When the show was finished and the encore, “Stay Away,” was played, the band, Schwartzman included, took some time to talk to fans one-on-one.  People were happily taking pictures and asking for hugs, while Schwartzman’s gentle smile remained on his face.

While Robert Schwartzman is the only remaining member of the original band, Ed Rooney, he does not plan to stop performing under the band name Rooney anytime soon.  “I could start a new project tomorrow, and I’ve experimented with that.  But I don’t think I’m fully happy giving up Rooney because I’ve had a long history with it.  I don’t feel comfortable just walking away from this.  I think it’s going to take the time to rebuild this project into something people care about, but I’m willing to do the work to get there.”

It is very apparent that Robert is proud of his work, and the fan base, as well as his charisma on stage, is proof that Rooney, for now, is very much what it needs to be.

Rooney’s newest album washed away, was released in May of 2016.

Interview and photos ©  2016 Stephanie Connell

Interview: Royal Teeth (with Rooney @RexTheater in Pittsburgh on October 27)

af361916-f196-4cad-8920-cb33b2bb7a0cWhat is it to be an amateur?  Is it to be inexperienced?  Is it to lack the knowledge of how to do something at an expert level?  This is not what Louisiana-based Royal Teeth thinks when they hear the word.  Their new EP Amateurs, due to release on November 18, has a sound that is far from that of an amateur.

Formed in Louisiana, the band, with varying members, have been playing since 2010 and have been touring for about five years.  They have an upbeat sound that, according to Gary Larsen, is inspired by the music that is common to the New Orleans area where most of the members now reside.

The band has released two albums previously, all of which carry an upbeat sound similar to that of American Authors.  The band has been writing for a while, as their last album was released three years ago.    Singer and guitar player Larson would agree that it has been a long time, saying, “When you have that much time off and you still try to be busy, you end up writing way too many songs and we just have way too many ideas to know what to do with.  We have to start getting these flushed out as soon as possible.”

The latest release, a single with the same name as the album, is a fast-paced song with the pop sounds of today that also resemble the synth-heavy sounds of the 1980s.

The inspiration for the song, according to Larson and guitarist Josh Hefner, came from the book Steal Like an Artist by Austin Kleon.  The book has a chapter titled “Everyone is an Amateur.”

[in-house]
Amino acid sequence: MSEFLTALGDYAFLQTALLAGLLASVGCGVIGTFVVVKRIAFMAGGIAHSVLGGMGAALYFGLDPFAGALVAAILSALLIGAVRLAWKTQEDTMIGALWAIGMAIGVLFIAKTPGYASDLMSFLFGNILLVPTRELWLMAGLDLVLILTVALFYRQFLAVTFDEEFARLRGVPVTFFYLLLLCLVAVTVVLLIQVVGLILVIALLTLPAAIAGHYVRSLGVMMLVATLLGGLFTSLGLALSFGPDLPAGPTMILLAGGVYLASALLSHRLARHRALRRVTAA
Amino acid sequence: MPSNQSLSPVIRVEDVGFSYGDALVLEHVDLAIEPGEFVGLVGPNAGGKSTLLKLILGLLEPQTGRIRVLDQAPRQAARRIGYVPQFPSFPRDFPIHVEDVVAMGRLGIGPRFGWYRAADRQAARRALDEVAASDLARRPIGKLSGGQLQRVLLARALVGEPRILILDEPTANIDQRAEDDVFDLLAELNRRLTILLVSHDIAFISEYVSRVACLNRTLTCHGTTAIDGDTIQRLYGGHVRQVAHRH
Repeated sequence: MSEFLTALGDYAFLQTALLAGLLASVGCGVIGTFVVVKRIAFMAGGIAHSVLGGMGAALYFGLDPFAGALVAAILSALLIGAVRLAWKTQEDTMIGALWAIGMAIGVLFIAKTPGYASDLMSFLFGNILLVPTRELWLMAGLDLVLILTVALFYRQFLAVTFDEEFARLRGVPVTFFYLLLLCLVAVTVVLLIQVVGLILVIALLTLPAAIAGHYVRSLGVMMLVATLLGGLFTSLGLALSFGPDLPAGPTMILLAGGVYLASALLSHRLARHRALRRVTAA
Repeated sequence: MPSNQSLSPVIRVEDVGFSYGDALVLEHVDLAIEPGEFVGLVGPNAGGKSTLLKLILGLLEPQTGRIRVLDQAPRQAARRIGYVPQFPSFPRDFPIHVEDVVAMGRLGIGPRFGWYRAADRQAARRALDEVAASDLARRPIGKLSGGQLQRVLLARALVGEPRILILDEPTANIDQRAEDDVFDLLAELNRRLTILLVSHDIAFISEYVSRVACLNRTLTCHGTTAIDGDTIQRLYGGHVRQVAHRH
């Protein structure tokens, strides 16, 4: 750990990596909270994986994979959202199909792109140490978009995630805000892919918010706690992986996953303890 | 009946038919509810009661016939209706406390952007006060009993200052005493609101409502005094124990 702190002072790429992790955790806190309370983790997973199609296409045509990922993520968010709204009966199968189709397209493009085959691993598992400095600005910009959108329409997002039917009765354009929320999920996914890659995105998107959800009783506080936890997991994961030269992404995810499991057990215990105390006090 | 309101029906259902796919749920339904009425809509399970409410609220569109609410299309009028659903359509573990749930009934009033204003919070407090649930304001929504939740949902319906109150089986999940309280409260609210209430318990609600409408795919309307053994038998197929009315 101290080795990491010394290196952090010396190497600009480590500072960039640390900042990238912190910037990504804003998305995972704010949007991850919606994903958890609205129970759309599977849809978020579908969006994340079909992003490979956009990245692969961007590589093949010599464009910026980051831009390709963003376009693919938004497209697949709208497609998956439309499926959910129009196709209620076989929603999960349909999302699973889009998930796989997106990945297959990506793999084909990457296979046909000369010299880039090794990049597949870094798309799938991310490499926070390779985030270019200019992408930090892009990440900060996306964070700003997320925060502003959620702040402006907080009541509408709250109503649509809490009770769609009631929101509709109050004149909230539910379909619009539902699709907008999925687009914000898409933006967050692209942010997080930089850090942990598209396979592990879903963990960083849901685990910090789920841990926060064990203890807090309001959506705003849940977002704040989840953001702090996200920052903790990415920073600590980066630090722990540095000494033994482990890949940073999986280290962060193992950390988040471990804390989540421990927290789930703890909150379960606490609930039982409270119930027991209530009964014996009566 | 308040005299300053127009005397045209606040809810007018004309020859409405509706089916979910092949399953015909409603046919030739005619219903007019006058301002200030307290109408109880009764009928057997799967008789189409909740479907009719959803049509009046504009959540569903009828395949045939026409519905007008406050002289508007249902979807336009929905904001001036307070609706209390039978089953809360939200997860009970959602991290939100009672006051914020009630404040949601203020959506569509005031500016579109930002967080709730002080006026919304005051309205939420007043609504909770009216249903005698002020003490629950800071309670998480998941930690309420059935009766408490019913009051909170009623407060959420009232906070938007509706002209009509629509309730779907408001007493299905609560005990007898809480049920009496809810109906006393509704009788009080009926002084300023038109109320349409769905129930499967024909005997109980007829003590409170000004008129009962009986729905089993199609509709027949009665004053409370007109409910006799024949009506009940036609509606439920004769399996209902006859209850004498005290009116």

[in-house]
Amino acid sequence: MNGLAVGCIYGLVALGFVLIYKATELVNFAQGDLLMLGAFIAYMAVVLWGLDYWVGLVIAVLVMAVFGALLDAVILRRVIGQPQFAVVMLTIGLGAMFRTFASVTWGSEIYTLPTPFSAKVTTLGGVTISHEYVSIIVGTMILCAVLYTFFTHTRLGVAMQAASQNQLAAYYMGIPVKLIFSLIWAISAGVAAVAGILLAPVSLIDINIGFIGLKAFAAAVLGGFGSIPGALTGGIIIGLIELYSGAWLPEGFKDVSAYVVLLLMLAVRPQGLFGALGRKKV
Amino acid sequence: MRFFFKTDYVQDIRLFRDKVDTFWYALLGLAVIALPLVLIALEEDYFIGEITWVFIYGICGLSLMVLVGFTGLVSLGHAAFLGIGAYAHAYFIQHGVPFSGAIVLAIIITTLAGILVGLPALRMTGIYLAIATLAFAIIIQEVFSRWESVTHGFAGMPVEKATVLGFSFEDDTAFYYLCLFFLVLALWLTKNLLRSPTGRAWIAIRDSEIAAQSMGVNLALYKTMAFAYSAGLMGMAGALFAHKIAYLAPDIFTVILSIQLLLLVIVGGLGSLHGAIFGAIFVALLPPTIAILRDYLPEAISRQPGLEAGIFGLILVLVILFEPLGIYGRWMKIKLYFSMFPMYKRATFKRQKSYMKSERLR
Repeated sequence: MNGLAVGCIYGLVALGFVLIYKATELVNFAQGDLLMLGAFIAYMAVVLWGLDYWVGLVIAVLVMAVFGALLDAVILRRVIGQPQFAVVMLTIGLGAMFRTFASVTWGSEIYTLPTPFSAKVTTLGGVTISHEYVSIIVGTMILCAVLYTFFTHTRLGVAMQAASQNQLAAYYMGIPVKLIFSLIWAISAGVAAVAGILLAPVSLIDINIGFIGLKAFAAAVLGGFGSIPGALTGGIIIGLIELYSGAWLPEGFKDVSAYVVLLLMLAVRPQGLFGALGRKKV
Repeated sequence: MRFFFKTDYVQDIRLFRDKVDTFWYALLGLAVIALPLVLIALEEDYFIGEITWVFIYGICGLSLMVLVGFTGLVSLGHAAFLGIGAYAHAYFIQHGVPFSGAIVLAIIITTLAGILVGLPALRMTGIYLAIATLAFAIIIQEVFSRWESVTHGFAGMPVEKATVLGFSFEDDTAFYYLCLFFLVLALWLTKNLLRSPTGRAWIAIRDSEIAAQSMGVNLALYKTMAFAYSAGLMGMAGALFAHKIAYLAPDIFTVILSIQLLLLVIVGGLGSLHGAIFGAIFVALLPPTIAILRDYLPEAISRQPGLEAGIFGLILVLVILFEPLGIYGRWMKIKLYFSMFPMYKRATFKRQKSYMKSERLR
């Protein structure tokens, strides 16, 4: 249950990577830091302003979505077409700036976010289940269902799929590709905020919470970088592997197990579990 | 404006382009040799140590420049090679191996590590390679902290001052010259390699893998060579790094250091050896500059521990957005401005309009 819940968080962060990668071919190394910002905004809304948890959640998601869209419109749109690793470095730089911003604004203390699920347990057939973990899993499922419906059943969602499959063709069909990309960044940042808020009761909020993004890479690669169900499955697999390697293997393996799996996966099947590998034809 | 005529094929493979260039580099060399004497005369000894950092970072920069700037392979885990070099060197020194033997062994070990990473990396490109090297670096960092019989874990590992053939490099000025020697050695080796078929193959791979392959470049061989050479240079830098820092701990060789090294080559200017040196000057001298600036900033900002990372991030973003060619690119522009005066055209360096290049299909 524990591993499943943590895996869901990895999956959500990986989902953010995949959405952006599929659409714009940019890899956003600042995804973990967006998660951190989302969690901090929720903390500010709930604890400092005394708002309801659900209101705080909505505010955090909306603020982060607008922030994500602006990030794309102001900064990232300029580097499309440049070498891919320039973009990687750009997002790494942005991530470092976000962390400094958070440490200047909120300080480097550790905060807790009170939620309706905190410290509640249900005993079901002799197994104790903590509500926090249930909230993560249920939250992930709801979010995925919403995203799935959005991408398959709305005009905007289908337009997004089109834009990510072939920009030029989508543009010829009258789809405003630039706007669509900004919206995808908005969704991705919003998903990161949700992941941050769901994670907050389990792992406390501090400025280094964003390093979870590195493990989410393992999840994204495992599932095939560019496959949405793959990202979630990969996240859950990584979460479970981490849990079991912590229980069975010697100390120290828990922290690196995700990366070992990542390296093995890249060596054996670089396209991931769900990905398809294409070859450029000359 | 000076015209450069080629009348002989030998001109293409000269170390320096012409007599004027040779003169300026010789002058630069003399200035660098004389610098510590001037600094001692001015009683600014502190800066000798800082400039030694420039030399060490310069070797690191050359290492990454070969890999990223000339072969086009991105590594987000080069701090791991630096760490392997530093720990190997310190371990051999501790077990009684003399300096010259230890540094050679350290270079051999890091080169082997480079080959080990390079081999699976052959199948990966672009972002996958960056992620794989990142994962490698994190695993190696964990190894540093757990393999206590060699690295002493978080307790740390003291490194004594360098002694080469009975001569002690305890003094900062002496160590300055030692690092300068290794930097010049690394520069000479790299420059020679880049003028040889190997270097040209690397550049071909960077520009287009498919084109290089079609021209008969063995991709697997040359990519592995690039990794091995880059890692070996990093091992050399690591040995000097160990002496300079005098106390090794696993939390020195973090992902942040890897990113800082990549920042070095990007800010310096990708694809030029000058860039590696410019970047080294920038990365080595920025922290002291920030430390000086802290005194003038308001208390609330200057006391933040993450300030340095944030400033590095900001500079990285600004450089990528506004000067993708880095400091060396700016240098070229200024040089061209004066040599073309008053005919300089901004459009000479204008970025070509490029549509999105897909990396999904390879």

The two members explain that Amateur comes from a French word meaning passion.  Larson talks about an amateur passion.  It comes with the idea that passion has moments that aren’t sugar coated, and those moments are just as important as the moments of success that musicians experience.  “Life goes on. It’s nice to talk about the follow your dreams moment, but there’s more to it than that. . . You can follow your dreams, but you can still acknowledge that things can suck.”

The word amateur is to be looked at from a more vibrant perspective.  The band is passionate, and writing music and playing shows is still fun.  They don’t see themselves as virtuoso musicians, but rather a group of friends that truly love what they do in the same way they did when they first began their musical journeys.

How does the band keep the amateur mindset?  Adventure.  They have toured across the United States and into parts of Canada; they like to find something new to explore in every city no matter how many times they have visited.  Larson admits that, as a musician, this is not hard.  “You get really used to the interstate and a bar,” he says.  “You want a second get out of that, to, on some level, live there for just a small period of time.”

The band is currently half-way through the first leg of their tour, and is expected in Pittsburgh on October 27.  The second leg of the tour will continue near the west coast, and Hefner excitedly talks about some new cities on the tour.  “We’ve never played Vancouver before, and there is a Vancouver stop on the second half of this tour that I’m really excited about.”

Royal Teeth has also begun discussing the possibility of returning to the studio soon.  They promise fans that it will not be another three years before the release of an album.  For now, they will continue touring across the country, keeping lead singer Nora Patterson’s words in mind:  I have dreams, and they are gigantic.

Royal Teeth recently announced a new EP, Amateurs, set to drop on November 18th via Round Hill Music (American Authors, Bruno Mars)  — check out their recently released title track, “Amateurs.” The band has gained a ton of attention in the past with their hit single Wild,” including a performance on American Idol (by personal invitation of Harry Connick Jr. himself!).  Check out appearances on Last Call with Carson Daly and American Idol.

Interview and piece by Stephanie Connell

Official Site




Brett Berhoff Making Impact with Paul Reed Smith Interview

Brett Berhoff Making Impact with Paul Reed Smith Interview